A switch, in the context of networking is a high-speed device that receives incoming data packets and redirects them to their destination on a local area network (LAN). A LAN switch operates at the data link layer (Layer 2) or the network layer of the OSI Model and, as such it can support all types of packet protocols.
Essentially, switches are the traffic cops of a simple local area network.
A switch in an Ethernet-based LAN reads incoming TCP/IP data packets/frames containing destination information as they pass into one or more input ports. The destination information in the packets is used to determine which output ports will be used to send the data on to its intended destination.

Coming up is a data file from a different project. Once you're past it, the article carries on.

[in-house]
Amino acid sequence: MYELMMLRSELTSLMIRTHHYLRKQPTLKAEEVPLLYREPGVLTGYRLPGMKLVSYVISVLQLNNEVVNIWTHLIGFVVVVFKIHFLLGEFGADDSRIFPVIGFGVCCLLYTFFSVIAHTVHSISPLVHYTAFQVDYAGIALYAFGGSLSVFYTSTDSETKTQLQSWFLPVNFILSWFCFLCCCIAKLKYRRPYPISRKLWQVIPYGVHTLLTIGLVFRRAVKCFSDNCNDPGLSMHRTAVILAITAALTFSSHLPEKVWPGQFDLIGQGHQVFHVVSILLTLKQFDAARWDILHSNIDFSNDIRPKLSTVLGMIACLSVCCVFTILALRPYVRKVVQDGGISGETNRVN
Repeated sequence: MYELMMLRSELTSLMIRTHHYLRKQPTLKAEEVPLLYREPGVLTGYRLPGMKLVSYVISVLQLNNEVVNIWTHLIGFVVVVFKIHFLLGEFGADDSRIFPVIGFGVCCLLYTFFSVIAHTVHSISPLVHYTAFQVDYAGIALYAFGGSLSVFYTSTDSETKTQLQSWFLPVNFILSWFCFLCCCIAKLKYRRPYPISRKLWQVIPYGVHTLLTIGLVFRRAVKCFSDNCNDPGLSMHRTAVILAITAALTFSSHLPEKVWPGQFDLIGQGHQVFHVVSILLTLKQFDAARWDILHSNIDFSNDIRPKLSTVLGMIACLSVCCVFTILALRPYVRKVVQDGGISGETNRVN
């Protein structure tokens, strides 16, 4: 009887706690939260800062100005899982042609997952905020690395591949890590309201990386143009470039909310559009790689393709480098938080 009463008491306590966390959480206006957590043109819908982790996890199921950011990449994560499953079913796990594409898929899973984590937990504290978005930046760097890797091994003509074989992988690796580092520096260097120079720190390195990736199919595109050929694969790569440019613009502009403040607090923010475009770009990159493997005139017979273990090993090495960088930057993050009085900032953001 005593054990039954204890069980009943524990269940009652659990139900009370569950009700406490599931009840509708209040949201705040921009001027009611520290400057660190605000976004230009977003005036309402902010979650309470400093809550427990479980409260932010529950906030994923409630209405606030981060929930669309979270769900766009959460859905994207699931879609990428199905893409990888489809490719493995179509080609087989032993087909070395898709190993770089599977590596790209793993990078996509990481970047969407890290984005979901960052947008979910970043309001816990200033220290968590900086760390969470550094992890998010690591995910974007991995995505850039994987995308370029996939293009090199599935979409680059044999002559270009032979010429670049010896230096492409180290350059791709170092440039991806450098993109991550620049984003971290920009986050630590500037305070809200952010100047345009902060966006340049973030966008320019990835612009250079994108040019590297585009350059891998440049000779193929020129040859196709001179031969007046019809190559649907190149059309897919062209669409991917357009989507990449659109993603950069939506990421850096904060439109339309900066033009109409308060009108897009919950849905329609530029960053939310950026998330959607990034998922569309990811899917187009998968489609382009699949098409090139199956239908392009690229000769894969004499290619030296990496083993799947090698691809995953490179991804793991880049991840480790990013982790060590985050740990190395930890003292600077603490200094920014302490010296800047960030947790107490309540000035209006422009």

Switches are similar to hubs, only smarter. A hub simply connects all the nodes on the network -- communication is essentially in a haphazard manner with any device trying to communicate at any time, resulting in many collisions. A switch, on the other hand, creates an electronic tunnel between source and destination ports for a split second that no other traffic can enter. This results in communication without collisions.
Switches are similar to routers as well, but a router has the additional ability to forward packets between different networks, whereas a switch is limited to node-to-node communication on the same network.